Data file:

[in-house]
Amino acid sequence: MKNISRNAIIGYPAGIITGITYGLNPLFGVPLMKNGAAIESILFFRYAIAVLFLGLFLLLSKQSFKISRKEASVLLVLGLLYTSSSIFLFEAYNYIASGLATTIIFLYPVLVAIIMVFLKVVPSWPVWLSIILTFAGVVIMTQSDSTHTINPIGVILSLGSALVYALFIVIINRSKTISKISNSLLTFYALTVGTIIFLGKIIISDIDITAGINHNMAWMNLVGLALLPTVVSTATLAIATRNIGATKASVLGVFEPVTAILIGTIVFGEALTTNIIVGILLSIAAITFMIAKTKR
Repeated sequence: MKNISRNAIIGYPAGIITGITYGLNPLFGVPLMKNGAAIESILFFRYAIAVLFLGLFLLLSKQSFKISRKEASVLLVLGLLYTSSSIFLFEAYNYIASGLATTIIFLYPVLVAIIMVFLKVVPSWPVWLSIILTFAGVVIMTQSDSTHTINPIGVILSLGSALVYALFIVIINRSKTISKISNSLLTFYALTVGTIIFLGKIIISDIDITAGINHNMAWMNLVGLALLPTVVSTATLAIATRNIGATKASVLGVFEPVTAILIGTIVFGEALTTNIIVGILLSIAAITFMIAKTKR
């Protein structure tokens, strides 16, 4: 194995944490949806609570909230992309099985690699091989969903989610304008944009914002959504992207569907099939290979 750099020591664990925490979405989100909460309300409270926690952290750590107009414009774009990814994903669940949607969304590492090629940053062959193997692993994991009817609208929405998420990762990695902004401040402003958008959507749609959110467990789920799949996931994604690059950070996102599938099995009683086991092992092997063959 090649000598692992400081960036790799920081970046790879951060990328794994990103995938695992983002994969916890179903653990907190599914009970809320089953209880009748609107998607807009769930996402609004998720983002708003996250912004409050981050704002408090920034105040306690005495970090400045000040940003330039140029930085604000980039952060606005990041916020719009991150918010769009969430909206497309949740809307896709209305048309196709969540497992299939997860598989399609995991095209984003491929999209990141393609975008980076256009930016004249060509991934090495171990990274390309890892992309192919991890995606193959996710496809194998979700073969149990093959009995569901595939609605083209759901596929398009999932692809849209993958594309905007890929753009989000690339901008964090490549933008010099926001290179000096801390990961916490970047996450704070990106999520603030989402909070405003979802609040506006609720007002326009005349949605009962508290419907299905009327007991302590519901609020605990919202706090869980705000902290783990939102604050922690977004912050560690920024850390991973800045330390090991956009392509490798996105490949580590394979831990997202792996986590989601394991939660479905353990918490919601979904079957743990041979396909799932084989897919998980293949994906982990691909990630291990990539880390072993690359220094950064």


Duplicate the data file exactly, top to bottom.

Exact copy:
[in-house]
Amino acid sequence: MKNISRNAIIGYPAGIITGITYGLNPLFGVPLMKNGAAIESILFFRYAIAVLFLGLFLLLSKQSFKISRKEASVLLVLGLLYTSSSIFLFEAYNYIASGLATTIIFLYPVLVAIIMVFLKVVPSWPVWLSIILTFAGVVIMTQSDSTHTINPIGVILSLGSALVYALFIVIINRSKTISKISNSLLTFYALTVGTIIFLGKIIISDIDITAGINHNMAWMNLVGLALLPTVVSTATLAIATRNIGATKASVLGVFEPVTAILIGTIVFGEALTTNIIVGILLSIAAITFMIAKTKR
Repeated sequence: MKNISRNAIIGYPAGIITGITYGLNPLFGVPLMKNGAAIESILFFRYAIAVLFLGLFLLLSKQSFKISRKEASVLLVLGLLYTSSSIFLFEAYNYIASGLATTIIFLYPVLVAIIMVFLKVVPSWPVWLSIILTFAGVVIMTQSDSTHTINPIGVILSLGSALVYALFIVIINRSKTISKISNSLLTFYALTVGTIIFLGKIIISDIDITAGINHNMAWMNLVGLALLPTVVSTATLAIATRNIGATKASVLGVFEPVTAILIGTIVFGEALTTNIIVGILLSIAAITFMIAKTKR
């Protein structure tokens, strides 16, 4: 194995944490949806609570909230992309099985690699091989969903989610304008944009914002959504992207569907099939290979 750099020591664990925490979405989100909460309300409270926690952290750590107009414009774009990814994903669940949607969304590492090629940053062959193997692993994991009817609208929405998420990762990695902004401040402003958008959507749609959110467990789920799949996931994604690059950070996102599938099995009683086991092992092997063959 090649000598692992400081960036790799920081970046790879951060990328794994990103995938695992983002994969916890179903653990907190599914009970809320089953209880009748609107998607807009769930996402609004998720983002708003996250912004409050981050704002408090920034105040306690005495970090400045000040940003330039140029930085604000980039952060606005990041916020719009991150918010769009969430909206497309949740809307896709209305048309196709969540497992299939997860598989399609995991095209984003491929999209990141393609975008980076256009930016004249060509991934090495171990990274390309890892992309192919991890995606193959996710496809194998979700073969149990093959009995569901595939609605083209759901596929398009999932692809849209993958594309905007890929753009989000690339901008964090490549933008010099926001290179000096801390990961916490970047996450704070990106999520603030989402909070405003979802609040506006609720007002326009005349949605009962508290419907299905009327007991302590519901609020605990919202706090869980705000902290783990939102604050922690977004912050560690920024850390991973800045330390090991956009392509490798996105490949580590394979831990997202792996986590989601394991939660479905353990918490919601979904079957743990041979396909799932084989897919998980293949994906982990691909990630291990990539880390072993690359220094950064």